). A recent demonstration project used a reduction in practice size, a team approach, and enhanced use of a personal health record and patient outreach/communication to produce gains in care quality, including preventive service delivery.58,59
) Personal health records in particular have shown promise in this area. Although personal health records are often lacking in terms of ideal functionality,60
) preliminary studies have shown that patients using even a basic interactive personal health record that interfaces with an EMR are more up to date on preventive care (www.ahrq.gov/about/annualconf10/krist_rosenthal/krist.HTM
). Finally, population-based approaches such as mailed reminders and automated telephone calls have been shown to improve preventive screenings.61–63
This study has some important limitations and considerations. First, the use of direct observation may have led physicians to deliver preventive services differently. However, this effect is likely small64–66
and, if anything, service delivery would have likely increased under a watchful eye. Second, a relatively broad definition of service recommendation/delivery was used. Thus, although office visit audio-recordings are arguably the prevailing gold standard to measure service delivery,67
service delivery may be overstated as quantity, not quality, of recommendations was measured. Likewise, only one visit was considered; arguably service delivery occurs over a series of visits.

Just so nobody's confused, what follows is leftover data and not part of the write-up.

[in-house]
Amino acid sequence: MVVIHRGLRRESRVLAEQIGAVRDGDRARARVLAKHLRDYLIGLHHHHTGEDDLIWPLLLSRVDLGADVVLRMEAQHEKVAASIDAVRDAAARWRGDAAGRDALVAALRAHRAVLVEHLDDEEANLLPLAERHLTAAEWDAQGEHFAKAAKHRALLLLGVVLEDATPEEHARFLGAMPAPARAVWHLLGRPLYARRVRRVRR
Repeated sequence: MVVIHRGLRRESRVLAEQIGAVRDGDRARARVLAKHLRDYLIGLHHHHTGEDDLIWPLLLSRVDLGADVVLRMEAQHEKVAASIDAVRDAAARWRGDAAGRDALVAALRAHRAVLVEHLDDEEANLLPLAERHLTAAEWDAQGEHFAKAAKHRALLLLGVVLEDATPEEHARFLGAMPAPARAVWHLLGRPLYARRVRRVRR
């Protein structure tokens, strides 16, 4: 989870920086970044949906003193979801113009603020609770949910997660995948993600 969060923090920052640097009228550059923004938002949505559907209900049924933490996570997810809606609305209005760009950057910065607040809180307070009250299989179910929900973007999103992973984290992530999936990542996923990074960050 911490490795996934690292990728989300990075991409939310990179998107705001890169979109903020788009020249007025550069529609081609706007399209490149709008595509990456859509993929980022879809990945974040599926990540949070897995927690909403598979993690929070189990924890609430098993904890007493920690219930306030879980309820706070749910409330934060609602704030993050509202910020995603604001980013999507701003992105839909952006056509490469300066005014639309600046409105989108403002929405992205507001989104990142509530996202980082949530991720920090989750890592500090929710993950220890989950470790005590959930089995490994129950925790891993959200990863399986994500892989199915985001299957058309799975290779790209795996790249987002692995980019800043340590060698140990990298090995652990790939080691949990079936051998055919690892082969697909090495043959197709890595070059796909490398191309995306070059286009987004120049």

Further, although aspects of patient communication style were assessed, aspects of physician communication beyond the subject matter covered were not considered. It should also be noted that the parent study context may have affected screening discussions, either with respect to colorectal cancer screening (the primary target of the project) or for preventive services overall. Physicians were informed only that the study purpose was to examine general preventive service delivery.
Finally, all physician participants were salaried and patients were all insured, of relatively high income, and in fairly good health. The setting was limited to one integrated delivery system with relatively sophisticated performance measurement and electronic data capture capabilities, and data on preventive service performance improvement initiatives ongoing at the time of the study were not collected. As such, care needs to be taken when generalizing these findings to other populations and settings.
Although an average of three eligible and due preventive services were delivered during each PHE, 2.5 services represented missed opportunities for care. It is notable that several of the services most likely to go undelivered represent substantial opportunities not only to decrease the clinically preventable burden of disease but also to improve the cost effectiveness of care delivered.55
These findings highlight factors associated with missed and delivered services that span multiple levels and identify potential targets for efforts to ensure the delivery of evidence-based preventive services. Future studies should address other factors that may be associated with care delivery, such as physician communication processes and service characteristics as well as examine the potential for emerging practice redesign approaches to improve the delivery of evidence-based preventive services.